The “river called Bonbon” was probably the channel that led out to Balayan Bay from the lake. The repartimiento was granted on 28 July 1571 and included 8,000 natives from the lake and river areas.10
Notes and references:1 Along with other details of the voyage of Martin de Goite and company from Panay to Manila in 1570, from “Relation of the Voyage to Luzon” as published in the Blair and Robertson series “The Philippine Islands Volume III: 1569-1576.”
2 It was already established in the first chapter that the expeditionary party consisted of a junk and a frigate, both wind propelled, and several praus, which could be propelled by wind or oars.
3 The viceroy was the minister personally appointed by the King of Spain to rule Nueva España or New Spain in his name. The colony was in what is now present-day Mexico.
4 Along with other particulars of this chapter, taken from a document entitled “Relation of the Conquest of the Island of Luzon” as published in the Blair and Robertson series “The Philippine Islands Volume III: 1569-1576.”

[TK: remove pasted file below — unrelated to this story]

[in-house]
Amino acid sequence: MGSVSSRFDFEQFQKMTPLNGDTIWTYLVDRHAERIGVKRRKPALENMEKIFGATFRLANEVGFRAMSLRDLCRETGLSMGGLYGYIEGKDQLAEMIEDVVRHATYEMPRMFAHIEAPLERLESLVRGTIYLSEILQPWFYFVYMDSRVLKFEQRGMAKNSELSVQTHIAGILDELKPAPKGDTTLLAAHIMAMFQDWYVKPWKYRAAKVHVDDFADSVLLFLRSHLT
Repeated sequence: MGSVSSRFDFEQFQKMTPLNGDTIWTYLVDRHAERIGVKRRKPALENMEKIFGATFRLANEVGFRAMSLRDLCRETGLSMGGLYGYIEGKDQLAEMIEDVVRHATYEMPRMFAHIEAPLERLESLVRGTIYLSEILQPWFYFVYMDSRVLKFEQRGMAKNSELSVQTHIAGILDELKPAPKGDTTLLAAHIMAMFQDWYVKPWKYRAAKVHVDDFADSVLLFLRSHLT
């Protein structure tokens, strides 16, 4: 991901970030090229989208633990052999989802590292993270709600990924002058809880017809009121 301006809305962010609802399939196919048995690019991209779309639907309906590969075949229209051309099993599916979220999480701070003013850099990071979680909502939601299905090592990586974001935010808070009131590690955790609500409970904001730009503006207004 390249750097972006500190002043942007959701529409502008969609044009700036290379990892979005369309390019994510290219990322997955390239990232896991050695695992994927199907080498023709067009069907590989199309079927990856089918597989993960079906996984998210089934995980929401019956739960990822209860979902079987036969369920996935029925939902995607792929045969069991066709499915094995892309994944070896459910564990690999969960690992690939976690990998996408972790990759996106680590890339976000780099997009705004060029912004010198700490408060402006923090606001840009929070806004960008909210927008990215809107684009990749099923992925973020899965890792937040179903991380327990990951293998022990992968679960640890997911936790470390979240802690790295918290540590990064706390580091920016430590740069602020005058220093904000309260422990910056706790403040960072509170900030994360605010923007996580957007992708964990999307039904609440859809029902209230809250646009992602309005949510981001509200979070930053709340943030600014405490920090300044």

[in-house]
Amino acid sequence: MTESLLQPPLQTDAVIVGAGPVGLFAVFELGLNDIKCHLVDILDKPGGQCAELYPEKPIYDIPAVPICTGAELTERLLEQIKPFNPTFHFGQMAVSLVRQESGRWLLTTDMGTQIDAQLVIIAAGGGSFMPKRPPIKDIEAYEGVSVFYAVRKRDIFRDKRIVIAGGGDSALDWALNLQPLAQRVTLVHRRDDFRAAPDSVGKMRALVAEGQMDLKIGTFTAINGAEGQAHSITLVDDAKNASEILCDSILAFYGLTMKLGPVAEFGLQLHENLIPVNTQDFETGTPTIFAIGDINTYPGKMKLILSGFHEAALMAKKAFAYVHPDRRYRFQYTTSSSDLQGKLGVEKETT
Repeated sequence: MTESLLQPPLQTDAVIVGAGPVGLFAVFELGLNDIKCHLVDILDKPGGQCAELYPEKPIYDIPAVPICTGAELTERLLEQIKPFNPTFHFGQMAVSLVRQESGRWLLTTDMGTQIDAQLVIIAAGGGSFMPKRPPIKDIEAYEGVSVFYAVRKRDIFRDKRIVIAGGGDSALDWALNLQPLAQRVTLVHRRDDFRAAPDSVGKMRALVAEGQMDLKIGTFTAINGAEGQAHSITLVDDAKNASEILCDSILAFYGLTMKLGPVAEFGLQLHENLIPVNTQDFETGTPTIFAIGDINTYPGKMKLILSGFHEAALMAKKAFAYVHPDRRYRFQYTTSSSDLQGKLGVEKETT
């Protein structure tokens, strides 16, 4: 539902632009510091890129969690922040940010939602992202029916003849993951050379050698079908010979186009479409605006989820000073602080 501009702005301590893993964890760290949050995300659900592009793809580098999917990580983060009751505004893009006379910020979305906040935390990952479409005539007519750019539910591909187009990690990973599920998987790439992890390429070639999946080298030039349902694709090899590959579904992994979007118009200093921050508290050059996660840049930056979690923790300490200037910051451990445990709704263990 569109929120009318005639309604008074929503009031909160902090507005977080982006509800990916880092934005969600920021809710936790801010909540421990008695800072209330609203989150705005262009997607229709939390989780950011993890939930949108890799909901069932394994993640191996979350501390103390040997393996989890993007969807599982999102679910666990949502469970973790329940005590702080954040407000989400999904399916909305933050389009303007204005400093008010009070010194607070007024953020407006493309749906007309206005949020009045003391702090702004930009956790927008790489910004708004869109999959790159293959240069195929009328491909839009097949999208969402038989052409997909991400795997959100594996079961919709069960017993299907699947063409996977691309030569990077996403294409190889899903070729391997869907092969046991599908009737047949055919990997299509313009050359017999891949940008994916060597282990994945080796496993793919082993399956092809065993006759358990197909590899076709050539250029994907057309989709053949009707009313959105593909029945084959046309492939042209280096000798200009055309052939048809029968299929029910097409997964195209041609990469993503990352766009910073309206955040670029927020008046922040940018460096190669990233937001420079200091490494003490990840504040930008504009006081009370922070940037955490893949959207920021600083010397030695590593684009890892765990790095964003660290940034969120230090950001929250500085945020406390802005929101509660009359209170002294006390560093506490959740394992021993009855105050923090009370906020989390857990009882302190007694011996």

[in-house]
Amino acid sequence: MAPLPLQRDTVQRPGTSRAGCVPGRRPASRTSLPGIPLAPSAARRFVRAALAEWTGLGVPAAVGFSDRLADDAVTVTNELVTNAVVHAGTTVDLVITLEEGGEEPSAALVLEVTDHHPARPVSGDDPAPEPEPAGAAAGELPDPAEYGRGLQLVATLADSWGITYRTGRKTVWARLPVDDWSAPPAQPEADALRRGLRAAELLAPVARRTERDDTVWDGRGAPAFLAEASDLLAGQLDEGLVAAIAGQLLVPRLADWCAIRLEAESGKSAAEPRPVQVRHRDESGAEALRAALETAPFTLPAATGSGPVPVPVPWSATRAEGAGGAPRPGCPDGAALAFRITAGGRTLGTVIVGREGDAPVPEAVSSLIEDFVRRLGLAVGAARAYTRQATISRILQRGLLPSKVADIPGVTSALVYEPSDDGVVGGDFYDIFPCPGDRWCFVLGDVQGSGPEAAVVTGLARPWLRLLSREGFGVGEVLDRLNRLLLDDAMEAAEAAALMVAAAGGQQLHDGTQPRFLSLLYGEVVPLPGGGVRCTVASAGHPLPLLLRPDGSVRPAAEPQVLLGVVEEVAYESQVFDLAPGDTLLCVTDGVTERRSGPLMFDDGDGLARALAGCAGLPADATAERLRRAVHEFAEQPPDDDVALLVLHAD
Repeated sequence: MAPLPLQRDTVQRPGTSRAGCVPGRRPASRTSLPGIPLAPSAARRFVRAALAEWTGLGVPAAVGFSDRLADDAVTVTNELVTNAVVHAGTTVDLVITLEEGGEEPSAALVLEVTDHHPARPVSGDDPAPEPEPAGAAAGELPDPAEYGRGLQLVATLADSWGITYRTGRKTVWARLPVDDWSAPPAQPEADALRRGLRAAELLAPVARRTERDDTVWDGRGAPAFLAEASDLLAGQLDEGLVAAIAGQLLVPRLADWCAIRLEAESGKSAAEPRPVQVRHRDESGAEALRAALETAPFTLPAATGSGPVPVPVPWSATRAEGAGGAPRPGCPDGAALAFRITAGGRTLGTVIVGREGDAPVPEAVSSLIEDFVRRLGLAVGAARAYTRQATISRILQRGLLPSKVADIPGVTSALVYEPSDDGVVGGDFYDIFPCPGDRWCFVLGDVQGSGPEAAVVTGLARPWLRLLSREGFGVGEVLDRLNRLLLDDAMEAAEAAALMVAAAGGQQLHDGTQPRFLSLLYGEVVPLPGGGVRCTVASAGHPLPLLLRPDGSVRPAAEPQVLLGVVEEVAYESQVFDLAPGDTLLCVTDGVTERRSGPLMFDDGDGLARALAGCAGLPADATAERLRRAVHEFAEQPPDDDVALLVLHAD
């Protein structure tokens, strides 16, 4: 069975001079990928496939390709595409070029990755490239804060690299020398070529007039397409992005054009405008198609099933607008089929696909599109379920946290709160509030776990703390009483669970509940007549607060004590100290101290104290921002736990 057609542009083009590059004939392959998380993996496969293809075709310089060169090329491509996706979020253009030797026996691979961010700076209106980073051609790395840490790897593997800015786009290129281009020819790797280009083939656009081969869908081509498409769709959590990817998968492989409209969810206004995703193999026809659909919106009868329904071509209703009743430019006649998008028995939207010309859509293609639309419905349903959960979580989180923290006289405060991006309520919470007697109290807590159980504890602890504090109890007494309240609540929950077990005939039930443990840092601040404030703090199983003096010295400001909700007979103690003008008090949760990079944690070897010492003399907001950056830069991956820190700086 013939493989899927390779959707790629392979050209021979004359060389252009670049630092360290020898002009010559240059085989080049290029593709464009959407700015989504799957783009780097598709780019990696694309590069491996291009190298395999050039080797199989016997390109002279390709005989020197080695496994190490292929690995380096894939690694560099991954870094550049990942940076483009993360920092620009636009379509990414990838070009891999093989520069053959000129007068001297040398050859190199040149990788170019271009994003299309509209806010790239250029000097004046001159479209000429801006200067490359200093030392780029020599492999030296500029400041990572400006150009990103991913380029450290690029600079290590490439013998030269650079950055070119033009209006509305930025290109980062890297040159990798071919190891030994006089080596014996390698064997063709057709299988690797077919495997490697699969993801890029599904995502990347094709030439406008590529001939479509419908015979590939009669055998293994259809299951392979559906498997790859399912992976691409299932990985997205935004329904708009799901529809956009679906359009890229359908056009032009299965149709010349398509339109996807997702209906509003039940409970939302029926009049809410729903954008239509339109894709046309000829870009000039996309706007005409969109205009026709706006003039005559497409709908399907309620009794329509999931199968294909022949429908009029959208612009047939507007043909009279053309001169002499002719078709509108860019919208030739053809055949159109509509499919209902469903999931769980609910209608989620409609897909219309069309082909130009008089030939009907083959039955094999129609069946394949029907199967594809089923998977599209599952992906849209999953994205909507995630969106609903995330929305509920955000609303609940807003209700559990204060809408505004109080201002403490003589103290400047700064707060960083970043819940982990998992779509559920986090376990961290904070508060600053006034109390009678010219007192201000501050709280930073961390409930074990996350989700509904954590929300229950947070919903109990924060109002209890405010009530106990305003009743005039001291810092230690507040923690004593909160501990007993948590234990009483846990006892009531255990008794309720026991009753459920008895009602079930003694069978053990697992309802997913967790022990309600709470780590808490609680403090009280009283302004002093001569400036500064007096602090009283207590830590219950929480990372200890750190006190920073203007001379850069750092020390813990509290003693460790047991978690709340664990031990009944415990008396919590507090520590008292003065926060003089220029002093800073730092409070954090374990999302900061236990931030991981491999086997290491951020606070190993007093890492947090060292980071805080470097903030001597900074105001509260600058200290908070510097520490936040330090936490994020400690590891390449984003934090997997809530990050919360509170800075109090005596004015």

5 Named as Martin de Rada in other documents.
6 Las nuevas quescriven de las yslas del Poniente by Hernando Riquel, as published in the Blair and Robertson series “The Philippine Islands Volume III: 1569-1576.”
7 Moros were how Spanish documents referred to Muslim natives of 16th century Philippines, after the Moors who besieged Europe in the Medieval Ages.
8 Act of Taking Possession of Luzon, by Hernando Riquel as published in the Blair and Robertson series “The Philippine Islands Volume III: 1569-1576.”
9 Foundation of the City of Manila, document by Hernando Riquel as published in the Blair and Robertson series “The Philippine Islands Volume III: 1569-1576.”
10 Encomiendas assigned by Legazpi, as published in the Blair and Robertson series “The Philippine Islands Volume XXXIV: 1519-1522; 1280-1605.”